I'm still in the process of picking the third tamper, and I think I'll take a page from Cannonfodder (who's never steered me wrong in the past) and remove the two that I've already used, along with the ones that I've relegated as the 'creme that shall not be bogarted' and just sit and grok what's left. The one that speaks to me goes to work!
Jul 16, '06
Well, the Bumper flashed by all the Zen meditation I had planned, and the technician in me was overcome with the simple lines, and the rubber grip. And the cool tamp-rest. I discovered early that, for me at least, that cool tamp-rest is just something for me to keep track of. I didn't use it much, and it ended up being the place where I stored the other piston. I discovered that I don't particularly care for the design of the handle, either. While I do love the rubberized grip, (it is comfortable, and confident, no slipping and turns well) my previously mentioned hand surgeries as a child have left me with a preference for a larger and/or more bulbous handle. I thought that my own similarly shaped aluminum tamp was not my favorite because it was a cheap lil thing with a dinged and slightly too small piston. Turns out that I don't much care for that shape. It isn't a large drawback for me, just that I don't have 100% use of all the muscles in the hand and fingers, and larger is easier for me. I use a Belgian grip or an oversized rubberized grip when fencing, and 'Senior' and arthritic grips on my golf clubs, so it would follow that I'd need a larger handle on my tamper.
I discovered another thing that was only tangentially related to the Bumper. I don't particularly care for the tampers with convex pistons. It could be that both the machines that I get to use have flat dispersion screens (or nearly flat), but the curve on this one led to under-dosing. If I dosed normally, the center was fine and the edges would get disturbed when I locked the PF in, and if I dosed to keep the edges lower, the shots would run fast and the puck would, of course, be wet. Not to mention that the crema was light and weak and the espresso was lemony. Oddly, this was the only change any tamper showed in the cup. I had the same result with the Clicker's round base, too, but it was not nearly as pronounced. I could have adjusted grind to make all this work, but I decided that the fewer variables involved, the easier it would be for me to track differences and discrepancies. Maybe the 'American Curve' (?) is the one that I'll be most fond of. But that's another review... Pucks tamped with the flat piston were on a par with any other tamper I used, and the finishing polish was as good as it gets. I again enjoyed that 'riding on bearings' feeling when polishing. The weight was a bit forward on the piston, as the handle is fairly light and the pistons are both pretty big, but not uncomfortably so.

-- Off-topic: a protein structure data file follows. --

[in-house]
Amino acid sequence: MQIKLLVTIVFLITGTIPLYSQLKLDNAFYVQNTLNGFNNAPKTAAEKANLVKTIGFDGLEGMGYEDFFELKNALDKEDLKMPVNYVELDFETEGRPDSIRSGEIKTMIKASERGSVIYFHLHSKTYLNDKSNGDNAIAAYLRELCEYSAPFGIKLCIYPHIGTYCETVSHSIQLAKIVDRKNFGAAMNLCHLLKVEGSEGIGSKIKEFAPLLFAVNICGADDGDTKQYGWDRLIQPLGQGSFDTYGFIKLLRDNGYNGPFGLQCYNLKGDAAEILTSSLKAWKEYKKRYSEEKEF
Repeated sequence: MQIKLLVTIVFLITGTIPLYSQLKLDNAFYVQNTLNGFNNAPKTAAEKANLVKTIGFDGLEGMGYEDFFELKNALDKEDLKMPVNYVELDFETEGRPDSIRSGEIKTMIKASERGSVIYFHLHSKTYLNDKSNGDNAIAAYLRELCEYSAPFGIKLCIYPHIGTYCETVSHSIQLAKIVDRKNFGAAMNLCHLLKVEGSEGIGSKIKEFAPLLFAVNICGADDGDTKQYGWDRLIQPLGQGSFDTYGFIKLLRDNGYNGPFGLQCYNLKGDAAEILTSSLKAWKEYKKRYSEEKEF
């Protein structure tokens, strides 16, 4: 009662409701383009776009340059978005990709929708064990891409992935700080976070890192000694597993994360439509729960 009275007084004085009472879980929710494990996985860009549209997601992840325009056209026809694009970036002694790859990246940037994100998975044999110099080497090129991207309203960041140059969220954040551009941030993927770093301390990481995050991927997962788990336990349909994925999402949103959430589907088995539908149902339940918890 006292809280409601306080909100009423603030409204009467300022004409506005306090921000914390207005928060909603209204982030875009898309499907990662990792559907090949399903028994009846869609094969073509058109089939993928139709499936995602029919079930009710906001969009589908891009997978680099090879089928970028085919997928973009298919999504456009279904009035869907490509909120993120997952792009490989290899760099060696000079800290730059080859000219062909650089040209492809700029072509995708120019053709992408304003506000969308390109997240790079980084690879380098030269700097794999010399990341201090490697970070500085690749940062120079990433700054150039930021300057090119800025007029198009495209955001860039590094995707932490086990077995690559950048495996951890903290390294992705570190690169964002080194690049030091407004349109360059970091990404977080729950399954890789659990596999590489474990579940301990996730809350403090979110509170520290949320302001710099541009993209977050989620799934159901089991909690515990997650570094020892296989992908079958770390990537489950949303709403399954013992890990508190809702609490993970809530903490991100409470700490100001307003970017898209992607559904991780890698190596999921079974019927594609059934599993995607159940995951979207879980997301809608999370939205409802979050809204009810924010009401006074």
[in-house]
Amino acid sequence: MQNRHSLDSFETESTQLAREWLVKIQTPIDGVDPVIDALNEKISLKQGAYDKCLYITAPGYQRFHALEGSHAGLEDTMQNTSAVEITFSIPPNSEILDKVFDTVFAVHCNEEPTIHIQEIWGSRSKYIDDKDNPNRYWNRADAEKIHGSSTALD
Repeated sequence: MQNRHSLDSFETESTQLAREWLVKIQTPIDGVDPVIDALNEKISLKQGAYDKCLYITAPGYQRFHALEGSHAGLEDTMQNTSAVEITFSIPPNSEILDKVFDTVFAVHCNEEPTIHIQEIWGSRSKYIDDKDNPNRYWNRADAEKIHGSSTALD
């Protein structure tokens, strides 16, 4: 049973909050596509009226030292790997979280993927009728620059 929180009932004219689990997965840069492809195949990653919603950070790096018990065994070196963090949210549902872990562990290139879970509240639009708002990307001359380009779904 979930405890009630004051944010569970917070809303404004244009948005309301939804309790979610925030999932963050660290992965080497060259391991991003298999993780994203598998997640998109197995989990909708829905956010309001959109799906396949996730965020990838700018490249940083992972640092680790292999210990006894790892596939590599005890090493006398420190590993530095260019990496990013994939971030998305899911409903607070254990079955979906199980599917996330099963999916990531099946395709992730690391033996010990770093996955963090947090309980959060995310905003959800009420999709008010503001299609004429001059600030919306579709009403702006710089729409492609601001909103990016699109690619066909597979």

All in all, I was impressed with the Bumper, and fairly drooled at the possibility of having a larger, bulb shaped handle from the same materials. Who knows, maybe I'd find the lil tamper home a permanent place in my kitchen if I owned one. It might be that a few days with this accessory isn't enough to appreciate its value.
As an aside, I tried some of the baskets that were included with the 'Roadshow' (I was a bit surprised to see them when I opened it) and have decided that it's time for me to order a handful of new baskets for both machines. The triple wasn't used, as I don't have a bottomless (although it only touched three mil before it seated, so I could make a mint making deep triple baskets... ne'ermind...) and the LM double wasn't used as that's what I am using in the Astoria. That left LM ridgeless double basket, and another ridged double basket. The LM ridgeless is my new favorite, as I am fond of removing the basket and cleaning it after every session.
The other basket was a mystery. I dunno where it came from or why it has the ridge bead rolled into the inside of the basket, but it surprised me with the Clicker. The EPNW base fit in alright, but there is just enough room for one properly ground small piece of ground coffee between the edge of the piston and the outside of the basket on either side. Once you get the piston in, any grounds that aren't under the piston end up between the piston and the basket wall, and almost make a complete seal. Visions of unwarranted purchases danced in my head for a brief moment of caffeinated panic, which was overcome when the piston came out without hand-tools.
There were only four other pistons that would fit in there to do the job, and they were, from best-fit to just-barely; the TORR, the EspressoCraft, the La Forza, and just squeakin' in, the Coffeelab Design.
I still have a couple of days, and will put the three that I've chosen to play with in rotation, and add anything that pops its head up. Please post any questions you'd like me to answer, comments, or criticisms. Keep in mind that the dyslexia and highly caffeinated nature of the research that I'm doing will both contribute to the sprinkling of typos throughout the text!